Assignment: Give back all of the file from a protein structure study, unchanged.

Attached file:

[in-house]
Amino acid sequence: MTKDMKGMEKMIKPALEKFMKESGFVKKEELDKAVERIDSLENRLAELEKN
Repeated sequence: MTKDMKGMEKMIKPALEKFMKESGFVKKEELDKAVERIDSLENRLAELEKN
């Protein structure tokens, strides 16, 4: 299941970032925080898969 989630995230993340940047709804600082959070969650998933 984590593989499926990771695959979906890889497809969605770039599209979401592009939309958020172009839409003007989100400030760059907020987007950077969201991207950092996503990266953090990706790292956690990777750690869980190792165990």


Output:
[in-house]
Amino acid sequence: MTKDMKGMEKMIKPALEKFMKESGFVKKEELDKAVERIDSLENRLAELEKN
Repeated sequence: MTKDMKGMEKMIKPALEKFMKESGFVKKEELDKAVERIDSLENRLAELEKN
């Protein structure tokens, strides 16, 4: 299941970032925080898969 989630995230993340940047709804600082959070969650998933 984590593989499926990771695959979906890889497809969605770039599209979401592009939309958020172009839409003007989100400030760059907020987007950077969201991207950092996503990266953090990706790292956690990777750690869980190792165990």